Also, we have multiple income streams. This has been a life saver when one drops off, the others can carry the load. Having more than one income stream allows you to slam debt, without as much concern for lean times.

    Ultimately, it is a personal choice based on what one can handle (like nancy said above).

    Reply
  • Shaun Somers July 6, 2011, 12:14 PM

    I think a $1000 emergency fund is best when still in consumer debt. It’s big enough to cover most things that could come up. No, it won’t be great if all income is lost, but that’s a risk worth taking to avoid having 3 full months in savings while still in high-interest debt.

    Some people feel comfortable enough with $500 (maybe they don’t have a car), others want $2000, but I wouldn’t go higher than that.

    Once all non-mortgage debt is gone, only THEN would I say to work at saving up 3 months worth of expenses in an emergency fund.

    Reply
    • bigcajunman July 6, 2011, 7:50 PM

      An interesting point of view, I kind of agree with your sentiments as well.

      Reply
  • DanP July 6, 2011, 10:14 AM

    I’ve always thought that it makes more sense to pay down any and all debts using extra cash, and keep an empty Line of credit for emergencies. To have outstanding debt at rates of over 10%+ while having an “emergency fund” getting 2%…just doenst make sense to me.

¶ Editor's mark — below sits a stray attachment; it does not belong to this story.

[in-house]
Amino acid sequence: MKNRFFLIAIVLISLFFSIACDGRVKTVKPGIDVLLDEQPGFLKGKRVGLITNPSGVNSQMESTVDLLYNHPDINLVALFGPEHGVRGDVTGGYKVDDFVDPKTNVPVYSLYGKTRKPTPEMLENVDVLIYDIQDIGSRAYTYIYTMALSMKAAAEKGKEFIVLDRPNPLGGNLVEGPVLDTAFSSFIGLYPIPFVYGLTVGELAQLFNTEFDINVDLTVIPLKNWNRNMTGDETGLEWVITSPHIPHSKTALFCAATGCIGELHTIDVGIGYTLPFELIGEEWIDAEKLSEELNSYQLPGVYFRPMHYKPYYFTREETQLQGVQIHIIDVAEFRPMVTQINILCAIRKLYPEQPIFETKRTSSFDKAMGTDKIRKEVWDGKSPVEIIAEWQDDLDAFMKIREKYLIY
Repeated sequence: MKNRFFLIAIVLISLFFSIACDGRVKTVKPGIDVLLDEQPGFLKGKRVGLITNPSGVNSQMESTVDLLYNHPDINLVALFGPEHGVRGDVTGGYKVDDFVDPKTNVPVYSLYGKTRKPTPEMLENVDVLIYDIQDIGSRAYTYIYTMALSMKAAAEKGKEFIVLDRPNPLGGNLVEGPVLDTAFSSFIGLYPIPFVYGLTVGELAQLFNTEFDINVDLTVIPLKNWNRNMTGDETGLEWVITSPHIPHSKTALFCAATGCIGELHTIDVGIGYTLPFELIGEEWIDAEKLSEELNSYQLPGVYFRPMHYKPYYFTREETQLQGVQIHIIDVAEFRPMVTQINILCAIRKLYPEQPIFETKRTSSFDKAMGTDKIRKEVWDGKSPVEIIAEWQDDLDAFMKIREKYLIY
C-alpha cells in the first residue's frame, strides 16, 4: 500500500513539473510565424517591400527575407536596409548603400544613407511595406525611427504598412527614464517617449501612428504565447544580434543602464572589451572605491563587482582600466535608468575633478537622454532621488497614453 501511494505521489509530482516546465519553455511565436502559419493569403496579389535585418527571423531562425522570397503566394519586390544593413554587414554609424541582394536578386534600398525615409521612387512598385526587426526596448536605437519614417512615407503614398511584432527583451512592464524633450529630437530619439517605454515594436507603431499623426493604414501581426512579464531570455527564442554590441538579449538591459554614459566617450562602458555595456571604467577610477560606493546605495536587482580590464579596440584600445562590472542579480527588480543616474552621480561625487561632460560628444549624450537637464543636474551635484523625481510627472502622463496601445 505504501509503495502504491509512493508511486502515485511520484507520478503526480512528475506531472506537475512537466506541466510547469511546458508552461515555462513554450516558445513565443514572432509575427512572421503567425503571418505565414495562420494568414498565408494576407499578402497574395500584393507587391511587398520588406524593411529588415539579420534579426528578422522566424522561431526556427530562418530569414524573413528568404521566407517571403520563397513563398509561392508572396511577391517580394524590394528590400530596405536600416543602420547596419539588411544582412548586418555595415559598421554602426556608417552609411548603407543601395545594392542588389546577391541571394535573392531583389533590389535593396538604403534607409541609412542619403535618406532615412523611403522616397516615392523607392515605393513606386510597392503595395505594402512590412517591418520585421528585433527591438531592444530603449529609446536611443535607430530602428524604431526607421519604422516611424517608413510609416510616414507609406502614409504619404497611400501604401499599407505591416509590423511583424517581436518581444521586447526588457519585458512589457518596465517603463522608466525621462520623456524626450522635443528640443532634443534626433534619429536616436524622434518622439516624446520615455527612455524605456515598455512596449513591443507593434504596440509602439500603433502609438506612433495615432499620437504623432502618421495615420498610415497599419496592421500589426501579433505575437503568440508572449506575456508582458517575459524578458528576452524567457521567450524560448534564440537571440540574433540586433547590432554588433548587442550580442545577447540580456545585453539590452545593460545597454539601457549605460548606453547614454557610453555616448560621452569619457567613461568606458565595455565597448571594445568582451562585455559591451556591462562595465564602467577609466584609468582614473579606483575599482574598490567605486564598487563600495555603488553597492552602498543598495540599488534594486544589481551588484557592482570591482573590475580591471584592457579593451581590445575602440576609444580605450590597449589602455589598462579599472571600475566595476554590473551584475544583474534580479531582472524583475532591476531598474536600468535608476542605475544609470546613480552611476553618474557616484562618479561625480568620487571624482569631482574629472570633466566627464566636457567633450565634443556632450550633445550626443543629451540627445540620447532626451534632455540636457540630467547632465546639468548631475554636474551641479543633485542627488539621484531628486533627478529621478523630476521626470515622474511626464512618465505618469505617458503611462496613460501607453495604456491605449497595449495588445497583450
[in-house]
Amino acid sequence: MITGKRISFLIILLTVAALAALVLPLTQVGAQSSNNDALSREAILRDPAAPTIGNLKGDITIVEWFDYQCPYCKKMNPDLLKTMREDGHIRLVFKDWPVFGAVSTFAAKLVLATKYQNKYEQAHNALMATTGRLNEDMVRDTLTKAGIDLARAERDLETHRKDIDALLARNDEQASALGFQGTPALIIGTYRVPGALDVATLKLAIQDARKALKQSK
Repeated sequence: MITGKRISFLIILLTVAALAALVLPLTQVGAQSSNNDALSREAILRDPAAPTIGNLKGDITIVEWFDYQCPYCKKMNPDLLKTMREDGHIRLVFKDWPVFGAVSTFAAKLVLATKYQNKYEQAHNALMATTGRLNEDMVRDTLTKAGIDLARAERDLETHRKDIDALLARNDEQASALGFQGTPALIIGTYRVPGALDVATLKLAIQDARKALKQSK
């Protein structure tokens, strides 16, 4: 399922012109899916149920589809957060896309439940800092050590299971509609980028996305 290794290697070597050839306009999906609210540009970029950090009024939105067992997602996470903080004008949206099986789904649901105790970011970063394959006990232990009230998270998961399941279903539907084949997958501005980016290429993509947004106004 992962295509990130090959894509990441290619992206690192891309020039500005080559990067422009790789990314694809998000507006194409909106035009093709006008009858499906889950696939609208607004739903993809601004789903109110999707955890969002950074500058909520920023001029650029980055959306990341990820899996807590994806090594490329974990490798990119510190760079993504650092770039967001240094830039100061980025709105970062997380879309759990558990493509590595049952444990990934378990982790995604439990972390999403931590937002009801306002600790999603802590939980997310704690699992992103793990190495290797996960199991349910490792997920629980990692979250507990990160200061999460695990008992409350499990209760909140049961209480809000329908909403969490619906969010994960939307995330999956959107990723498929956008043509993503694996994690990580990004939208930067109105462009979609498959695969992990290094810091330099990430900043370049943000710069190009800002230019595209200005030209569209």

Reply
  • Charlie July 6, 2011, 6:59 AM

    How about you change the y to i and make your plural ies as in monies or better yet just leave it as money since it is a non-count noun.

    Now you should fund your emergency fund as your first priority. Paying off your credit card while living in your car because your lost your house due to lack of savings defies all logic for me.

    Reply
  • bigcajunman July 6, 2011, 7:30 AM

    Charlie, you are “that guy” aren’t you? Moneys really isn’t a word at all, but I like using it (not sure why, I don’t like saying anys…).

    Reply
  • nancy (aka moneycoach) July 6, 2011, 6:07 AM

    OK I’ll bite. And be contrarian. I think individuals need to know themselves, and do whatever works for them, even if it may not make total $$ sense. By that I mean: if people are fatigued and never seem to get rid of their debt (easy for it to take years when large LOCs are involved, or mortgages) it will probably feel more inspiring to build up a fund instead. Feeling more inspired generally leads to increasing smart-choices with money, so in the long haul would yield a better net worth.
    Alternatively, if putting money towards debt gives a sense of relief whereas building up funds are likely to be plundered, then by all means stick with paying off the debt.

    Reply